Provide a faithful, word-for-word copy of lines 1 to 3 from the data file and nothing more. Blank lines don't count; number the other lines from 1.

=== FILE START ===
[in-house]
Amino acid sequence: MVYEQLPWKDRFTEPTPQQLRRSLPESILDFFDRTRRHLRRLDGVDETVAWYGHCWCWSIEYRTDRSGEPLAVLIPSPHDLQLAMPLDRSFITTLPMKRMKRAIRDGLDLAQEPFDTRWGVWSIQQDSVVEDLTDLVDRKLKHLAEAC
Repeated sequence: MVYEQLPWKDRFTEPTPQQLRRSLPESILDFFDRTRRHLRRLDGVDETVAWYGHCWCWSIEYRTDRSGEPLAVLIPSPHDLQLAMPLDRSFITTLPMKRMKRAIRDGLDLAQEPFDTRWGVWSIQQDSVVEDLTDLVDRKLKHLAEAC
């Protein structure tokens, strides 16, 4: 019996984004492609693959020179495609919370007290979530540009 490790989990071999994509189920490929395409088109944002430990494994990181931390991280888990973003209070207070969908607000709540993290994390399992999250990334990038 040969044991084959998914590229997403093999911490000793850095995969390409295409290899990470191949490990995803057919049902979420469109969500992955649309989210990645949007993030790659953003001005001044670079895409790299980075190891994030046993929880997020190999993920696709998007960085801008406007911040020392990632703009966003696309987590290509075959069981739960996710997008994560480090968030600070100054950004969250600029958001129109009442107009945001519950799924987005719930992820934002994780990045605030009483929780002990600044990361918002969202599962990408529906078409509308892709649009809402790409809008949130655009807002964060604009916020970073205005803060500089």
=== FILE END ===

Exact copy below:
[in-house]
Amino acid sequence: MVYEQLPWKDRFTEPTPQQLRRSLPESILDFFDRTRRHLRRLDGVDETVAWYGHCWCWSIEYRTDRSGEPLAVLIPSPHDLQLAMPLDRSFITTLPMKRMKRAIRDGLDLAQEPFDTRWGVWSIQQDSVVEDLTDLVDRKLKHLAEAC
Repeated sequence: MVYEQLPWKDRFTEPTPQQLRRSLPESILDFFDRTRRHLRRLDGVDETVAWYGHCWCWSIEYRTDRSGEPLAVLIPSPHDLQLAMPLDRSFITTLPMKRMKRAIRDGLDLAQEPFDTRWGVWSIQQDSVVEDLTDLVDRKLKHLAEAC